DEAR ABBY: I believe that love conquers all. The worldwide coronavirus is teaching us we are all one in body, but not yet in spirit. Every day may not be good, but there is good in every day. Don't count the days -- make the days count by throwing a kiss, sharing a smile with others, and waving a hand of greeting to them.
When life gives you lemons, make lemonade. Drink a refreshing glass of lemonade and make a toast: "To our health, God willing. Never give up!" And remember, the best medicine is a dose of laughter.
As President Kennedy said, our most common link is that, "We all inhabit this small planet. We all breathe the same air. We all cherish our children's future, and we are all mortal."
Abby, won't you ask your readers to pause daily to reflect, think positively and affirm the conviction that we as a nation will overcome this challenge as we have so many others before? Be agents for globalizing hope. Do good for others. The greatest joy in life comes from giving.
Sending love and hope to all. -- CARMELLA LaSPADA, FOUNDER, NO GREATER LOVE, INC.
DEAR CARMELLA: I could not agree more. Readers have been asking me how to cope with the changed reality of everyday life since the COVID-19 virus struck this country. Reaching out to help someone else is a potent remedy for anyone who is experiencing the blues and cabin fever. Even if you can't be supportive in person, a phone call, a text, a post with an uplifting message or a joke can lighten the mood of someone who is feeling isolated. I am glad you wrote, Carmella, and I hope your message will resonate.Read more in: Health & Safety | Mental Health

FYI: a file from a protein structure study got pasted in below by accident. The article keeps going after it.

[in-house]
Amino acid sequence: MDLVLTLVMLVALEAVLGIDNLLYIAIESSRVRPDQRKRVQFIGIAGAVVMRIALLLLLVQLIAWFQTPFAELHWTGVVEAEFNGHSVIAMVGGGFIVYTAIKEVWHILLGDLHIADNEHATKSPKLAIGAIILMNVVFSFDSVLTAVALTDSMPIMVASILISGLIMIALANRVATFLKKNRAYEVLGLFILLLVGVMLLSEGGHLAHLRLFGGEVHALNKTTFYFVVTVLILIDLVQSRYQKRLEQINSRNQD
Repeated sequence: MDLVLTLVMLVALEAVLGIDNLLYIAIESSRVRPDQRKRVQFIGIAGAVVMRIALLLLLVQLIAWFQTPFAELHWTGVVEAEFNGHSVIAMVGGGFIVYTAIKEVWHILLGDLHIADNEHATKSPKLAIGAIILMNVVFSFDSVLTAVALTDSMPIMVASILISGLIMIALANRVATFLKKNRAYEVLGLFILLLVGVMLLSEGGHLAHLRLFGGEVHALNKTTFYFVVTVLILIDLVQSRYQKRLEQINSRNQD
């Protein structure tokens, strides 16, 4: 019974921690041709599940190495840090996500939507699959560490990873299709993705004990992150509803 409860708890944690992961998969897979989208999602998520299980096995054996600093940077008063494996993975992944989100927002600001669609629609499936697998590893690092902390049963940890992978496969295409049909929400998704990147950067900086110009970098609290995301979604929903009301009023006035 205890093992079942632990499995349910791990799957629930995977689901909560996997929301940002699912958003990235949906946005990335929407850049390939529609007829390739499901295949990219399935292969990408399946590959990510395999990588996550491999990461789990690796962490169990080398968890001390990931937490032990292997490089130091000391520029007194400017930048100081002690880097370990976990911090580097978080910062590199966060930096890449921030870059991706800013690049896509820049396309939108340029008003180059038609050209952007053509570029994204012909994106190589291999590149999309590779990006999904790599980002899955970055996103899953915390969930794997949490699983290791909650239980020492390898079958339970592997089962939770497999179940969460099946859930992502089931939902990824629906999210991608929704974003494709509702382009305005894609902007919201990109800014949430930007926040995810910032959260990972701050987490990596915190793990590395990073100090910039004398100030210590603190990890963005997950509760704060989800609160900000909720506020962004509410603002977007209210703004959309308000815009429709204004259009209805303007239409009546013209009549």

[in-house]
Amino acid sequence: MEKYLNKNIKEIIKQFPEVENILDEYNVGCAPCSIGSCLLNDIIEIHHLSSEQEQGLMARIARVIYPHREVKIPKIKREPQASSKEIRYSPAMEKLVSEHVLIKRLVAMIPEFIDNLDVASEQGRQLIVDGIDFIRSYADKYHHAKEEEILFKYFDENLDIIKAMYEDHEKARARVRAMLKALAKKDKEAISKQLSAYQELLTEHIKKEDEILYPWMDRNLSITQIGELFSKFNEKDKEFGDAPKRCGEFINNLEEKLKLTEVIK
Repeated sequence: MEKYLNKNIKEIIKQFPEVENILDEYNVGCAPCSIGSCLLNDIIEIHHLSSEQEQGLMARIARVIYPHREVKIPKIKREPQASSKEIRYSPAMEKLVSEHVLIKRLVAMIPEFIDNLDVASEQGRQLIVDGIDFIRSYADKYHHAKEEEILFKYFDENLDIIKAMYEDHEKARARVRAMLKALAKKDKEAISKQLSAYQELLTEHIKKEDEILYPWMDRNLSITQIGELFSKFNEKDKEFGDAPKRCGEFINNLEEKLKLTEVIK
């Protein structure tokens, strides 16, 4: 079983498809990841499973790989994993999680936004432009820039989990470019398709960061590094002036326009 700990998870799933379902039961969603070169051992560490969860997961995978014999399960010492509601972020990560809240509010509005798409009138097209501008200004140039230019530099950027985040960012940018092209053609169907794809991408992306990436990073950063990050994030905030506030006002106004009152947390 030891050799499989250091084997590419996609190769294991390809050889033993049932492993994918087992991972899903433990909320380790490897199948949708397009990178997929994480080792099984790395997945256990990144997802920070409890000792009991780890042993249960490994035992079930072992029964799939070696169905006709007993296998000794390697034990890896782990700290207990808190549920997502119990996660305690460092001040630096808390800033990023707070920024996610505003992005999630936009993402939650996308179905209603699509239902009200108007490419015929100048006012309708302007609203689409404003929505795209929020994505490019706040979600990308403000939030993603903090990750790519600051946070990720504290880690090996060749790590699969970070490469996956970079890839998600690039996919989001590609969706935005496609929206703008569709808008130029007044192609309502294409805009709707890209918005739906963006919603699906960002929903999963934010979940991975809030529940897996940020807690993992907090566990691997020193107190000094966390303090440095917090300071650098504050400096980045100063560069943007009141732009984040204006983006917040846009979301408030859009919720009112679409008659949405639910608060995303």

DEAR ABBY: I have encountered an "over-hugger." I have always hugged, but I take care to respect how others feel about it. This person does not extend that courtesy. His typical hug involves picking the recipient up off the ground. It's invasive, in my opinion. The last time I saw him, I offered my hand. Instead of taking it, he yanked me in and said, "We give hugs here!" I know he wants to show affection, but he puts his own needs before the needs of others.
I want to tell him not to hug me anymore. However, it's complicated because we are part of a loose-knit athletic community.
First, is it odd of me not to want his hugs? Second, how do you recommend I send the message that a handshake is the most I want? -- NO BEAR HUGS
DEAR NO BEAR HUGS: Pandemic notwithstanding, in general terms, I agree that what this person is doing is over the top. If he were to yank and lift someone who has back issues, he could harm the person.
My first thought would be to tell this man privately that you don't want him lifting you. If you can't take him aside and do that, then call him or write him a letter.Read more in: Etiquette & Ethics
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